OLDSMAR — The Nielsen Co. notified Oldsmar and Pinellas County officials this week that it will forgo up to $3.1-million in future Oldsmar and county incentives for creating high-wage jobs.
After several meetings with Oldsmar's mayor and other officials, Nielsen opted to end its participation in the county's Job Creation Incentive program and won't file another claim.
The company has already received $3.1-million in incentives and is scheduled to receive an additional $463,372 for 2007.
"We believe it has become a distraction for our employees, an unnecessary source of conflict with the city and an impediment to our ability to manage our business and workforce globally," Nielsen spokesman Gary Holmes wrote in an e-mail Friday.
If the number of new jobs claimed at Nielsen's Oldsmar location were to continue at the 2007 level, the company could have claimed up to $3.1-million more in incentive grants over the next 11 years.
The incentives created friction earlier this year among Oldsmar officials. They voiced concerns that Nielsen could be receiving government money for creating jobs filled with contractors from India-based Tata Consultancy Services.
Tuesday, Mayor Jim Ronecker had said he was close to an agreement with Nielsen regarding the incentives.
He said he was pleased with Nielsen's willingness to talk to city officials.
"I look forward to a new beginning with the new management," Ronecker said Friday.
His hope is that as Nielsen consolidates its global workload, it will bring more jobs to Oldsmar — whether they are filled by contractors or not. "At the end of the day, in a couple of short years, we're going to have a lot more workers than we could ever have envisioned in Oldsmar," he said.
Other Oldsmar council members were less optimistic about Nielsen's reasons for forgoing incentives.
"You have to ask yourself why they are doing it," said council member Greg Rublee, who teaches global issues at the University of Tampa.
He said the motivation is probably rooted in the company's long-term financial outlook.
"Bad publicity equals loss in profitability," he said, especially if the company is only interested in streamlining costs to make it more attractive for a potential buyer.
"They are going to flip it, just like somebody flips their home," Rublee predicted. "This is a way of cutting the strings so nobody can be peeking over their shoulders and questioning their practices."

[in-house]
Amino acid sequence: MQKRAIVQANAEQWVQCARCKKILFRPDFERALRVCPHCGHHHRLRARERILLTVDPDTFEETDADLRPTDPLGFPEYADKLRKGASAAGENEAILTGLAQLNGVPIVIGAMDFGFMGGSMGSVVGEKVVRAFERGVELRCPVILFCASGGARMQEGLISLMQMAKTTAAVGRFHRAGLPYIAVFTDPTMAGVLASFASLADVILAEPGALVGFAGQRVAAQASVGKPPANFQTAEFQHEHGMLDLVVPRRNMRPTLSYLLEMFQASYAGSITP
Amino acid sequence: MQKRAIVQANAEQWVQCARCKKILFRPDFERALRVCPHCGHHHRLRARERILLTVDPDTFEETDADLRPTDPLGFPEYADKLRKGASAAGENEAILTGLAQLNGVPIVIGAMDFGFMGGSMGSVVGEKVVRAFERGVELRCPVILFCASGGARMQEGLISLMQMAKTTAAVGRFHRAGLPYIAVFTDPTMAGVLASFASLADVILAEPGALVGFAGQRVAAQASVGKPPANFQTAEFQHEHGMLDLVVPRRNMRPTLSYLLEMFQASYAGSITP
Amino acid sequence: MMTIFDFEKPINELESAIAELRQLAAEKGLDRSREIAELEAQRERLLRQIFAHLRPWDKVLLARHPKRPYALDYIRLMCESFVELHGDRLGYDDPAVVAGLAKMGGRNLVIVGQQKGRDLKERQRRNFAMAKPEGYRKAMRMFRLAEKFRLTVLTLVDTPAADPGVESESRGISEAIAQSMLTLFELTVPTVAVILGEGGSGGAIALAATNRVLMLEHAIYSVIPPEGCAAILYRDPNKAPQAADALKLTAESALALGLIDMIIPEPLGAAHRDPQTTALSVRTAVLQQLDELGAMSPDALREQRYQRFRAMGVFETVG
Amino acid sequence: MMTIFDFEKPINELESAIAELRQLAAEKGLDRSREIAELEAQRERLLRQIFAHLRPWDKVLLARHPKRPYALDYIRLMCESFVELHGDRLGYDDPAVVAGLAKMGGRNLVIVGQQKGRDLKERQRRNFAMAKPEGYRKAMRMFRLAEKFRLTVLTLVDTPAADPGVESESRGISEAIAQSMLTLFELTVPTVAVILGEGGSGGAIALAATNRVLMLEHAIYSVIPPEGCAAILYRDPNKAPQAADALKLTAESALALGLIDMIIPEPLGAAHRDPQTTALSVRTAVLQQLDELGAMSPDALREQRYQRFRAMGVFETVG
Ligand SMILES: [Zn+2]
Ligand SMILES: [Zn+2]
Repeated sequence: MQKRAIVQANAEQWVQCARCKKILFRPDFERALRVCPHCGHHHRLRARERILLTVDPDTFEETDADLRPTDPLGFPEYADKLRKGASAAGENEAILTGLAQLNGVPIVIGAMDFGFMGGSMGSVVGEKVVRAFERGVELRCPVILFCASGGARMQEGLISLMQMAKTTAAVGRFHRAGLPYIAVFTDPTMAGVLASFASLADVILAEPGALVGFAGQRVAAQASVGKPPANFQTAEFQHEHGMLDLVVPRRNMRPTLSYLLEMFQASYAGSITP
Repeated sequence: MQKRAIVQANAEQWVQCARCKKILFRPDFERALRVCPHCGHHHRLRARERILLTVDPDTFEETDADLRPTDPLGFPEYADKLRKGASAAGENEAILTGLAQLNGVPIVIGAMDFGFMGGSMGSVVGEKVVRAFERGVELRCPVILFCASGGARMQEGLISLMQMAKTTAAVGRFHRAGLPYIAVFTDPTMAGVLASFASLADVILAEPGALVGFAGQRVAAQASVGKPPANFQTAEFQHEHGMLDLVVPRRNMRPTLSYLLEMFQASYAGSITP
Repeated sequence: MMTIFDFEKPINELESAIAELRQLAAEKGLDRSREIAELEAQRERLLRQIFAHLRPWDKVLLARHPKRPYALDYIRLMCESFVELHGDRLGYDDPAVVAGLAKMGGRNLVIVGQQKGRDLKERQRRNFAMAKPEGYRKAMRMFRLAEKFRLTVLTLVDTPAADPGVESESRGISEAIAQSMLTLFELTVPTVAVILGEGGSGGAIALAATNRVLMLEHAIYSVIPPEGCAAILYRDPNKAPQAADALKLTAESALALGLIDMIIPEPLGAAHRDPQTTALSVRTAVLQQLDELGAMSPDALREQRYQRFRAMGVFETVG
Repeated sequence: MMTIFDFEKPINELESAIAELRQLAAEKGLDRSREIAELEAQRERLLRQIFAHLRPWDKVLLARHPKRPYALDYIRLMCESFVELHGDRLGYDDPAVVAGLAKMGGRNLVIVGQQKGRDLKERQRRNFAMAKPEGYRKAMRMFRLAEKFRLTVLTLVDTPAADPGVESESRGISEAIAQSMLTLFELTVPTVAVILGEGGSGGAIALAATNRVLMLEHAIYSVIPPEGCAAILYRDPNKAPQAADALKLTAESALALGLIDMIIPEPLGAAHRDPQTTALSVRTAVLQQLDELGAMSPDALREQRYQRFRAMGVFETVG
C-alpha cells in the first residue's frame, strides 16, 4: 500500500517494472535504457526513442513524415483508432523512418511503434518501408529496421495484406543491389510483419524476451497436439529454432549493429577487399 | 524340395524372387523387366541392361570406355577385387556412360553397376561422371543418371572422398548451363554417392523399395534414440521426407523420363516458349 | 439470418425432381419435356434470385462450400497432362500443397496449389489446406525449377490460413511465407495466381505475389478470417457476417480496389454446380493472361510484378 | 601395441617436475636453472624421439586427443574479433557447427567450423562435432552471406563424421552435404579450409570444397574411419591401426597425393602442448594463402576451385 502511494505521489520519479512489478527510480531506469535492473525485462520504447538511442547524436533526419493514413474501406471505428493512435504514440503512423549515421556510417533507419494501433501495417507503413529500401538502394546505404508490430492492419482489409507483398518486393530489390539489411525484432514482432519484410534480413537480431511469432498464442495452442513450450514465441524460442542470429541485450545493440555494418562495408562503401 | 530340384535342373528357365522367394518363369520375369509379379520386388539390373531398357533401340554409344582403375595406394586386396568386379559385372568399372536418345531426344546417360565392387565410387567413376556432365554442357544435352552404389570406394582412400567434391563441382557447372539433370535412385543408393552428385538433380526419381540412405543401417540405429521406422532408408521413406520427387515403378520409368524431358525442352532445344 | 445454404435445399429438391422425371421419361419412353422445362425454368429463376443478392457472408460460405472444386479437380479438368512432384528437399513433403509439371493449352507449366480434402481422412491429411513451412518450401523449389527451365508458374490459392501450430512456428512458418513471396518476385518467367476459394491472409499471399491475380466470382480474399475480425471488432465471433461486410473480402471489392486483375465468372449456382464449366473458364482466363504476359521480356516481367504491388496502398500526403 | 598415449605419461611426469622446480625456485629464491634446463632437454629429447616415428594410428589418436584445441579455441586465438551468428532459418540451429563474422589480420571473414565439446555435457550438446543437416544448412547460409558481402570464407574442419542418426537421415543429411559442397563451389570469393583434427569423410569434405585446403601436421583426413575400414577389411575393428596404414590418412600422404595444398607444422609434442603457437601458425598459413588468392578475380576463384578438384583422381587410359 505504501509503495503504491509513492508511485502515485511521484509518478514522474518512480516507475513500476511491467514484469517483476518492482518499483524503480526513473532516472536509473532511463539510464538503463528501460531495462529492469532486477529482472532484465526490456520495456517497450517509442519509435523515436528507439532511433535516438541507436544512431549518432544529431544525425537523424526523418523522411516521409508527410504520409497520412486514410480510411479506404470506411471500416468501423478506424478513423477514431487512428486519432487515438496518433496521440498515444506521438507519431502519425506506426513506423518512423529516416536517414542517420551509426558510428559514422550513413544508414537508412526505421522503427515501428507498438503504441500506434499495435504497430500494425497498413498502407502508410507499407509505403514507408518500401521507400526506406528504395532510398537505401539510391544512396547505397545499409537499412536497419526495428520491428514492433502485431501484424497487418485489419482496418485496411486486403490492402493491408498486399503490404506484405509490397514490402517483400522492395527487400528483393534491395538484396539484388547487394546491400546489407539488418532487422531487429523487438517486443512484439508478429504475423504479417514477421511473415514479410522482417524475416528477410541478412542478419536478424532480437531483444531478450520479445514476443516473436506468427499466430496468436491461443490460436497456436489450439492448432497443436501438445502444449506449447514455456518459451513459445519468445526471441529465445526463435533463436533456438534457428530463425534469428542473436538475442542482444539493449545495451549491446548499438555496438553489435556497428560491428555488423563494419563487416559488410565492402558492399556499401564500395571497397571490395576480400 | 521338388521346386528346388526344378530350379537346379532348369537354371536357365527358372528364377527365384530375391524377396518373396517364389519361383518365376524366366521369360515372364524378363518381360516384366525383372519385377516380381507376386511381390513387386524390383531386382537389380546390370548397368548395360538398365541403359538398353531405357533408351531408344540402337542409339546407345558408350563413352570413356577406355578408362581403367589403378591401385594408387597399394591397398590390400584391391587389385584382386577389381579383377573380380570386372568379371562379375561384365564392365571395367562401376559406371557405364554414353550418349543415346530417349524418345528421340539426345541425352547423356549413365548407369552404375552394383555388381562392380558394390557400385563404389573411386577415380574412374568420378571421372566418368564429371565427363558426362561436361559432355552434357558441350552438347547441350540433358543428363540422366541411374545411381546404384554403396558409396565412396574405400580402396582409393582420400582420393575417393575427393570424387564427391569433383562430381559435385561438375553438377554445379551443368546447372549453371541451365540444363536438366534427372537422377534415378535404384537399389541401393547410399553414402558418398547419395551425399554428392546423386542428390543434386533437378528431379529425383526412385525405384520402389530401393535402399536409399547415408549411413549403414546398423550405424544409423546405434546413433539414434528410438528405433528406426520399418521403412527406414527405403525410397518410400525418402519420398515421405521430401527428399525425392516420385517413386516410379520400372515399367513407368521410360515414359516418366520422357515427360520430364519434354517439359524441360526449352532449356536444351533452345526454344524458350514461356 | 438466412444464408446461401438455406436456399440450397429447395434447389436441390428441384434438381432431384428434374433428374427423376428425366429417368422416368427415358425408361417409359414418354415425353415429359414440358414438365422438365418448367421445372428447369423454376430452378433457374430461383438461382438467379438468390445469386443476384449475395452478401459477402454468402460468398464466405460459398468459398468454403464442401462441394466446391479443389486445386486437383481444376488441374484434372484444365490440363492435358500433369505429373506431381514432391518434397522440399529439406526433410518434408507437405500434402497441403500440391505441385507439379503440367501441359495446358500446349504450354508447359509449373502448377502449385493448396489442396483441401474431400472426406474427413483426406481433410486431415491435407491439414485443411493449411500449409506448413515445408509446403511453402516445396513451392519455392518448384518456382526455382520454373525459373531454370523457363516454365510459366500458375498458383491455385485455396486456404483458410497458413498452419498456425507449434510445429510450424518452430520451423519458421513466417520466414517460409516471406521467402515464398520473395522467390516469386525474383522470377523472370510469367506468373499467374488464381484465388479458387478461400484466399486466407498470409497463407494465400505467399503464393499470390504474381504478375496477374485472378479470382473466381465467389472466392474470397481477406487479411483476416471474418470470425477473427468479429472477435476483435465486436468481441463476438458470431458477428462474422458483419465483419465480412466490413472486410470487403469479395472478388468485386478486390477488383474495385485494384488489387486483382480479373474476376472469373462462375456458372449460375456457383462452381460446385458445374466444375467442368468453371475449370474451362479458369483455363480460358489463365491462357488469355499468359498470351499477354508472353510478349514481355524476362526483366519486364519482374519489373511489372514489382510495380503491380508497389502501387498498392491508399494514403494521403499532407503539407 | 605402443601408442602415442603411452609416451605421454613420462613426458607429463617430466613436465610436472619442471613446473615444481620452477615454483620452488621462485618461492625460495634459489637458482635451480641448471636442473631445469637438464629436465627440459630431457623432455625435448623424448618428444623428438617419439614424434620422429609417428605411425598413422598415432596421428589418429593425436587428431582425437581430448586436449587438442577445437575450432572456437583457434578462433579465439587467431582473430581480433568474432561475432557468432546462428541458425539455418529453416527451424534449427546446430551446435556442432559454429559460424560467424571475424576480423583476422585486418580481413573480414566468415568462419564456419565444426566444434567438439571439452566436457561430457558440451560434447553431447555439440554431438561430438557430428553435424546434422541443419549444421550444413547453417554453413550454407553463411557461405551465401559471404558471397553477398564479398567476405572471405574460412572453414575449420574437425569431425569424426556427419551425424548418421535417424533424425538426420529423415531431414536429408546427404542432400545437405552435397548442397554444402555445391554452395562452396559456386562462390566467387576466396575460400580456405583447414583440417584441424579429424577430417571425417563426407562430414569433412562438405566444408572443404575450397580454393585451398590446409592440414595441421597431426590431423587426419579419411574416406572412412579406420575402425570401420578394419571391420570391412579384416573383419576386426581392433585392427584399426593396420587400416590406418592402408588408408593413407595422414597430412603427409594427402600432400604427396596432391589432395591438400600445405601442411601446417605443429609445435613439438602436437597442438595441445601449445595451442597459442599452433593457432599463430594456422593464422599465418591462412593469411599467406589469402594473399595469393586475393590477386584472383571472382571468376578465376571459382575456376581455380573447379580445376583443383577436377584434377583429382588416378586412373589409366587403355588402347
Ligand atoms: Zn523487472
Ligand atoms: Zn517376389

Nielsen's Holmes said Friday that the government incentives have "become an impediment to our ability to manage our contractors and our employees on a global basis.
"We figured it would be better to just terminate (the incentives) so we could proceed without having to discuss and explain every time we wanted to reallocate our resources with TCS."
And the media coverage, Holmes said, had brought comments from the public that distracted employees.
Does the relinquishing of incentives portend more layoffs?
"We continue to evaluate the best way to get the work done and maximize our resources," said Holmes. "When we have something to announce, we will make it known publicly."
In the meantime, Holmes said Nielsen will be working to increase its profile in the Oldsmar community "in a way that establishes us as good neighbors."
Incentives given to Nielsen so far has been money well spent, Mike Meidel, director of the county's economic development department, said Friday.
"It kept Nielsen's operation in Pinellas County and encouraged over $100-million in new capital investment and supported the creation of 342 jobs with wages above 150 percent of the local average," he said.
The company needs the flexibility to make changes, Meidel said, if it is to survive and employ anyone.
Theresa Blackwell can be reached at email@example.com or (727) 445-4170.